Many people adopt rescued animals as pets, but there is another, less-permanent option that can benefit both the person and the pet: Pet fostering.
Fostering a dog can ABSOLUTELY save a life! Adopt A Rescued Pet Inc. has no shelter and is dependent upon a fostering network to provide temporary homes for our animals. Adopt A Rescued Pet Inc. Is an all volunteer 501(c)3 organization with no paid employees. Our dogs are kept in foster homes until they are placed in permanent, happy homes of their own. Currently, we have very limited foster resources, and as a result we often have to turn animals in need away because there is no one to foster them.
What does it mean to “foster” a dog?
A foster home is a home that provides temporary shelter, care and love for pets while they are awaiting placement in a new “forever” home. Foster pets are much more likely to have successful life-long placements in new homes when they come from a loving foster home, than when coming directly from the shelter. Foster can provide the potential adopter with information regarding the dog’s temperament, habit and other valuable information. When fostering a dog, the pet foster parent may teach him basic house manners. You will keep your foster dog until it gets new adoptive parents.
What makes a good foster home?
If you’ve had some experience with dogs before, have a basic understanding of their needs, and a touch of common sense, you’re a good foster candidate. Our animals are looking for a little love, walks, meals, and a safe space. If you think you can give this to an animal, but may not yet be ready to commit to having one yourself yet, you should consider fostering.
Who pays for expenses?
Adopt A Rescued Pet Inc. will pay expenses for pre-authorized vet bills and medicine, and, if necessary, food. If you wish to provide the food to the foster pet at your own expense, it will allow Adopt A Rescued Pet Inc. to help other homeless animals.
Can I choose what kind of dog I get?
In the foster application, you can tell us what kind of dog would work best for you, and what kind of dogs you’re willing to take on. Giving us a range is best - specify size, age, allergy requirements, or any other relevant details.
What If I have other pets?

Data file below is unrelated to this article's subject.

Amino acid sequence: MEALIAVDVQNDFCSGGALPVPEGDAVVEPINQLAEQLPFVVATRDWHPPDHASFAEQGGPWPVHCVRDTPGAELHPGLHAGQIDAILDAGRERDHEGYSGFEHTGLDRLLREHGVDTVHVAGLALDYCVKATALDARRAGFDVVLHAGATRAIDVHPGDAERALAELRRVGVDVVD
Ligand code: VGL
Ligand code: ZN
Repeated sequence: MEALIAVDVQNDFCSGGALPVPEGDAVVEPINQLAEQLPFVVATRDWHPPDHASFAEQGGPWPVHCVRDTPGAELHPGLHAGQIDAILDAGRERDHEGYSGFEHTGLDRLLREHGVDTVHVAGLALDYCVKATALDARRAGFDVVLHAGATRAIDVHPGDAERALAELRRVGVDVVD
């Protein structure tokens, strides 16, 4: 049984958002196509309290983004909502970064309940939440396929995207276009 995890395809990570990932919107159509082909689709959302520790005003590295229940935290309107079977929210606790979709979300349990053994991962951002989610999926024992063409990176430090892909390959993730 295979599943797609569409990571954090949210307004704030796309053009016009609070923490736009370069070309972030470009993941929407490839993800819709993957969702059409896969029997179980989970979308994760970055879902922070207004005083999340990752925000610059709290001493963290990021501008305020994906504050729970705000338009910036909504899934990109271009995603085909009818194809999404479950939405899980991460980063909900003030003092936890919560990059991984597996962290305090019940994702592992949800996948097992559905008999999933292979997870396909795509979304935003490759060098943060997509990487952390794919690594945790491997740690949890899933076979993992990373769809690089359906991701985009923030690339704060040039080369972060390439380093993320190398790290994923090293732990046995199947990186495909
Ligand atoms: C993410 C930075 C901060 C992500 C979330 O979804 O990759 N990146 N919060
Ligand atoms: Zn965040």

If you have other pets of your own, this should be noted on your foster application. We will match you with a dog that will minimize the stress on your current animals. The foster’s pets must be spayed or neutered, if they are 6 months or older, unless there are medical reasons for not doing so.
The foster’s pets are to be kept up-to-date on their vaccinations, on heartworm and flea prevention. Since we rescue dogs from county animal shelters the Bordetella (kennel cough) vaccine is strongly recommended.
How long will I have my foster?
It varies from a few days to possibly a few weeks or longer.
What If I am fostering and I have to go away?
If you are fostering a pet and need to be out of town or are otherwise unavailable to keep the pet for a certain period of time, arrangements will be made to move the pet to another location either until you return, or permanently. It is important to give Adopt A Rescued Pet Inc. as much advance notice as possible so a new foster home can be arranged.
Can I foster more than one?
Our bylaws state that a foster cannot take in more than two dogs, unless it is an emergency and then will be on short term basis.
What if it doesn’t work out?
If there is a problem with your placement, we will move the foster dog. Please allow us as much time as possible (up to a week) so we can find a new foster.
As a foster, how am I involved in the adoption process?
When Adopt A Rescued Pet Inc. receives an application for your dog, we will then contact you so that you can call the applicant back to discuss the application (if on file) or to arrange a meeting. The meeting is done at your convenience. Some people may want to bring their other dogs to see if they get along with the foster dog. Adopt A Rescued Pet Inc. relies on its fosters to provide feedback about the applicant they have met - to help determine if he or she could be the right home for your foster pet. Sometimes several applicants will come to see your foster and you may be asked to recommend what you think is the best home.
But I’m afraid I’ll get too attached…
All fosters go through this. But you can reassure yourself by knowing that the dog is going to a good home, and that you are now free to save another lucky dog.
How do I become a foster?
• You must be at least 21 years old
• If you are renting a home or apartment you must provide written proof from your landlord giving permission to have a dog.
• Agree to have a home visit which will be done by one of our volunteers
• Fill out the foster application and then get ready to save a life!